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Psychol Med. 1995 Mar;25(2):277-83.

Hysterectomy and psychiatric disorder: are the levels of psychiatric morbidity falling?

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Oxford University Department of Psychiatry, Warneford Hospital.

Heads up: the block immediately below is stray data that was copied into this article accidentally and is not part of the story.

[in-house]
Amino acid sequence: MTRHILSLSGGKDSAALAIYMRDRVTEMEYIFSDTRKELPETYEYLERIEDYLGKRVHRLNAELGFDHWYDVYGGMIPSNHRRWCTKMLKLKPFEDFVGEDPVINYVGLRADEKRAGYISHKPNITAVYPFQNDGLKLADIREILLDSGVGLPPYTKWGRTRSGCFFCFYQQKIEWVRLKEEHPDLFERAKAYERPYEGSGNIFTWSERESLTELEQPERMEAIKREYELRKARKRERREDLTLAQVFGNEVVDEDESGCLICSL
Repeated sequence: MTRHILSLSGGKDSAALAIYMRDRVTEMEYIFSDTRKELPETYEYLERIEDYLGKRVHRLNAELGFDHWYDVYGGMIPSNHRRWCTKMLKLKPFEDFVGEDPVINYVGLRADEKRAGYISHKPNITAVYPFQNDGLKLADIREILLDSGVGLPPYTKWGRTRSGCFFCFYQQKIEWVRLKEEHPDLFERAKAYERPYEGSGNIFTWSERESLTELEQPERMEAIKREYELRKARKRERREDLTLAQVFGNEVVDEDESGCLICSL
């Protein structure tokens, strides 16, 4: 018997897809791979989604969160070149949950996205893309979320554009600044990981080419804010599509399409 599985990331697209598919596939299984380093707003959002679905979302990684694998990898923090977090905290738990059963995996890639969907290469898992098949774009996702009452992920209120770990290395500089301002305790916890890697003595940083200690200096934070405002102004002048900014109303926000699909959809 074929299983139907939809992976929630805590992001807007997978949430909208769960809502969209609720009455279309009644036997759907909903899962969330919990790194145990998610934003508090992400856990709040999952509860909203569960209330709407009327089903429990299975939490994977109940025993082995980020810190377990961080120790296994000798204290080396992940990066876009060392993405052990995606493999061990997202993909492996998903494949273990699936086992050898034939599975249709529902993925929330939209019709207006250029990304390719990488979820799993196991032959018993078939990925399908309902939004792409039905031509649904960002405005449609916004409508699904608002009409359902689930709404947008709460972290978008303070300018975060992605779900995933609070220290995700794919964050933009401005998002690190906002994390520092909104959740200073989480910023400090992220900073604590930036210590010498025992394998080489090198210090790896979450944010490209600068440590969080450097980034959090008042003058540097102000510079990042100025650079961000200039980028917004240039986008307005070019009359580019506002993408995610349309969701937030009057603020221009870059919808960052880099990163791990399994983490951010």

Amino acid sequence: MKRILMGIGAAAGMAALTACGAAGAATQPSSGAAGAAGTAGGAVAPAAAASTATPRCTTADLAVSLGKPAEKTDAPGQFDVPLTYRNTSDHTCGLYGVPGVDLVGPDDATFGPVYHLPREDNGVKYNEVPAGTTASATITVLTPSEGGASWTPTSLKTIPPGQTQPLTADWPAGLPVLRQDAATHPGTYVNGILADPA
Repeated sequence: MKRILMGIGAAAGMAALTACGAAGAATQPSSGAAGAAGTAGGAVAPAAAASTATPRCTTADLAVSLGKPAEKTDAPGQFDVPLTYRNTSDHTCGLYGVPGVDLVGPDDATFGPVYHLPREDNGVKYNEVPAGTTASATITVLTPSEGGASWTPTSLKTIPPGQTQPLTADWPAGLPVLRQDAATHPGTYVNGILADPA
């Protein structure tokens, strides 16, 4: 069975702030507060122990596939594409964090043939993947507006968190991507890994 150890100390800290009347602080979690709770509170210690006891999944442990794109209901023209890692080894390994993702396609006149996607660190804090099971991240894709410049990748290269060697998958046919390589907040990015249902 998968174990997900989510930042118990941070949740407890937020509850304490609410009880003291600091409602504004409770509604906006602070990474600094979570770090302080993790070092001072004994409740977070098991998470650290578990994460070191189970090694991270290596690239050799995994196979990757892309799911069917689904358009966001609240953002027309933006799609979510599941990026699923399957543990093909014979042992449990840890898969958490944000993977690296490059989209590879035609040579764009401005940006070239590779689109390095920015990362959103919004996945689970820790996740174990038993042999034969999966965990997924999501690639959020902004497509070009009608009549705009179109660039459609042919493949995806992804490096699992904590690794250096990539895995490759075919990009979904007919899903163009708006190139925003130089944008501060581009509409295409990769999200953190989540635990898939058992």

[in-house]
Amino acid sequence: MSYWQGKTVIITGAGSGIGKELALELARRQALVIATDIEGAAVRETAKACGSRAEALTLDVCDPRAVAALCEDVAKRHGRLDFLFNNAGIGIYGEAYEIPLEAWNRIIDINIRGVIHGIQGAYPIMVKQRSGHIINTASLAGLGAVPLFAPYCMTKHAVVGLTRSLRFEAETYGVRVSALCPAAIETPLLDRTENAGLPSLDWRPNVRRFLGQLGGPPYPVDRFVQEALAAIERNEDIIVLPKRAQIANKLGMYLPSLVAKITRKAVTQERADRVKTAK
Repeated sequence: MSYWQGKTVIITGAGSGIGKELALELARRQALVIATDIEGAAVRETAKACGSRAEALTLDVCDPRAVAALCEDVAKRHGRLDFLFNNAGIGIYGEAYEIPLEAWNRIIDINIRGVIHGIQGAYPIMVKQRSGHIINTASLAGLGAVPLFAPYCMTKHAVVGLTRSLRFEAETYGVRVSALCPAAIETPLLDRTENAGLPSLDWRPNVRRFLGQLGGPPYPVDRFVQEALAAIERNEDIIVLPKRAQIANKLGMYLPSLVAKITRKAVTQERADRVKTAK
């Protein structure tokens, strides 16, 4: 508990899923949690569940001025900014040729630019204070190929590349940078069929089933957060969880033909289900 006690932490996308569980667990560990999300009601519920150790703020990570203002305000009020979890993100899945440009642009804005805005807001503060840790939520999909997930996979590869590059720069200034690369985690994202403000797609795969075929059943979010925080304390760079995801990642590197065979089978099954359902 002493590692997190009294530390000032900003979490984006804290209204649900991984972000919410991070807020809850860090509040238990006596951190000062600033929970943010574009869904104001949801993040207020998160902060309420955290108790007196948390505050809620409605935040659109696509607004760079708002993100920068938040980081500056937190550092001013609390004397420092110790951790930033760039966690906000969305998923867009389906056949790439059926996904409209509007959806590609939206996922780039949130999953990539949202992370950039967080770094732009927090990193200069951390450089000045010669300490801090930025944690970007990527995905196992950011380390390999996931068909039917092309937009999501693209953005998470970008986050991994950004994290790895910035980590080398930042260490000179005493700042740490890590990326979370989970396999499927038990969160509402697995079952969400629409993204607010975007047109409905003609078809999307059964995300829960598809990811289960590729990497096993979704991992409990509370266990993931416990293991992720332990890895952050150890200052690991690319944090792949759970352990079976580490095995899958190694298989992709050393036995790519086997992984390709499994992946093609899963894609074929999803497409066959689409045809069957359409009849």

This paper compares the findings of three studies carried out at intervals over the years 1975-1990. The three studies were concerned with different issues, but each study examined psychiatric morbidity among women undergoing hysterectomy for menorrhagia of benign origin. In all three studies levels of psychiatric morbidity were measured before the operation and 6 months after the operation. Psychiatric morbidity was measured with the Present State Examination (PSE) (Wing et al. 1974), and with established self-report questionnaires. Levels of psychiatric morbidity fell significantly across the three studies. In Study 1, the proportions of psychiatric cases were 58% before hysterectomy and 26% after; in Study 2, 28% before and 7% after; and in Study 3, 9% before and 4% after. The decline in psychiatric morbidity was not associated with demographic and social characteristics, previous psychiatric history, family psychiatric history, the nature of the women's menstrual complaints, or the women's understanding and expectations of the operation. In Study 3 anti-menorrhagic drugs were prescribed twice as frequently as in the two previous studies; while the prescribing of psychotropic medication was significantly higher in Study 1 than in Study 2 or Study 3. The implications of these findings are discussed.

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